WASHINGTON — The Supreme Courton Monday blocked one of the Obama administration’s most ambitious environmental initiatives, one meant to limit emissions of mercury and other toxic pollutants from coal-fired power plants.
Justice Antonin Scalia wrote the majority opinion in the 5-to-4 decision, joined by the court’s more conservative members.
Industry groups and some 20 states challenged the Environmental Protection Agency’s decision to regulate the emissions, saying the agency had failed to take into account the punishing costs its regulations would impose.
The Clean Air Act required the regulations to be “appropriate and necessary.” The challengers said the agency had run afoul of that law by deciding to regulate the emissions without first undertaking a cost-benefit analysis.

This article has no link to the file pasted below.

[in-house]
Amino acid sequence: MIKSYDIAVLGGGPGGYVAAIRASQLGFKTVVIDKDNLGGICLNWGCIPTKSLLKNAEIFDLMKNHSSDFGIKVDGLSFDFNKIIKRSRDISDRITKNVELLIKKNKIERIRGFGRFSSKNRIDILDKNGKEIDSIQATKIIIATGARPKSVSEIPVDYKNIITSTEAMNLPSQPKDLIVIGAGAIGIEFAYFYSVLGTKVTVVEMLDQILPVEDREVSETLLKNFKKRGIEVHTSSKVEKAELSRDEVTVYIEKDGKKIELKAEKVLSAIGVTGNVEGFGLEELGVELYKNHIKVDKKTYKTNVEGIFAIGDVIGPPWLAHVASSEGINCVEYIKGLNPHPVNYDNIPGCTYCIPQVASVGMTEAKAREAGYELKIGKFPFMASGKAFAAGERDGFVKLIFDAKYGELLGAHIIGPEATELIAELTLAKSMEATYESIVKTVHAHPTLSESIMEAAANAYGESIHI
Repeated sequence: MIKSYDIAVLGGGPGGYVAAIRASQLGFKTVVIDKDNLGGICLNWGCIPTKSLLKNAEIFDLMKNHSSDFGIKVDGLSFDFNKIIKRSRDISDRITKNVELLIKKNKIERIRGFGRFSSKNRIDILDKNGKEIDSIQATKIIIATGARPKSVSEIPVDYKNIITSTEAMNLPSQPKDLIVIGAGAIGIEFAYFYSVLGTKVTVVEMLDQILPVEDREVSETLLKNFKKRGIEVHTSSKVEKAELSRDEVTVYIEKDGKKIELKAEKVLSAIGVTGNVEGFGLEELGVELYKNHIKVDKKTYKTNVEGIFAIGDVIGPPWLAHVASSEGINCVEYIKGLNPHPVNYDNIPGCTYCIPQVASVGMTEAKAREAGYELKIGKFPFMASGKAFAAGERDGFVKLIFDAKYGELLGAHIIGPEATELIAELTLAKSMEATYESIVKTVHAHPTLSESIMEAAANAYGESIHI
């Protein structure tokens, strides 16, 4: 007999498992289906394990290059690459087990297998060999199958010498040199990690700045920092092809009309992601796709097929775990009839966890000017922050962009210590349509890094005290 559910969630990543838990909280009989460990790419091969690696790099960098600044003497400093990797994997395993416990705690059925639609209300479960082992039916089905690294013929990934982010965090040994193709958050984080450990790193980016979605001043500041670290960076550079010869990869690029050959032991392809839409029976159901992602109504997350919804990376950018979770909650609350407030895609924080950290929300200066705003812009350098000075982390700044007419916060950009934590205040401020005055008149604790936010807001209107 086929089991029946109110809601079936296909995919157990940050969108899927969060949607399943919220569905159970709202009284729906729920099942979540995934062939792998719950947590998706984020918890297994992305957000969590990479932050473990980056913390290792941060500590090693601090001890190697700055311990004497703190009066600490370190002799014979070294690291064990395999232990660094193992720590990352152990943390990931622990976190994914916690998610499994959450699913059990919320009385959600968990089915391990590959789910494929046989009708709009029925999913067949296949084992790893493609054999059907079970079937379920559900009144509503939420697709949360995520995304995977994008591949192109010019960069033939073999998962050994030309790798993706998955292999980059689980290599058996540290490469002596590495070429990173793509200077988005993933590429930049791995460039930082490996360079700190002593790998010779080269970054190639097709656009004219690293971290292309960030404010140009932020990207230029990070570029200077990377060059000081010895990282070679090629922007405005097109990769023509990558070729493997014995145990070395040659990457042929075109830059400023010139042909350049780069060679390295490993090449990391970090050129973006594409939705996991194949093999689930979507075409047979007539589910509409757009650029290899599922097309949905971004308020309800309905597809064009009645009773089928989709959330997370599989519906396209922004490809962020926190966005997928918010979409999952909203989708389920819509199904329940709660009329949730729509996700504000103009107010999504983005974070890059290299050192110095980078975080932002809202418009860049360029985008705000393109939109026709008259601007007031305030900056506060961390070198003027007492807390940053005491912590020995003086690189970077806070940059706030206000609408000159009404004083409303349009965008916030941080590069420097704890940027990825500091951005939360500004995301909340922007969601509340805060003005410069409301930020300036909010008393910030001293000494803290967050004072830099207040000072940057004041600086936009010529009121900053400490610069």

The agency responded that it was not required to take costs into account when it made the initial determination to regulate. But the agency added that it did so later in setting emissions standards and that, in any event, the benefits far outweighed the costs.
The two sides had very different understandings of the costs and benefits involved. Industry groups said the government had imposed annual costs of $9.6 billion to achieve about $6 million in benefits. The agency said the costs yielded tens of billions of dollars in benefits.
The decision, Michigan v. Environmental Protection Agency, No. 14-46 was a setback for environmentalists.
- On June 29, 2015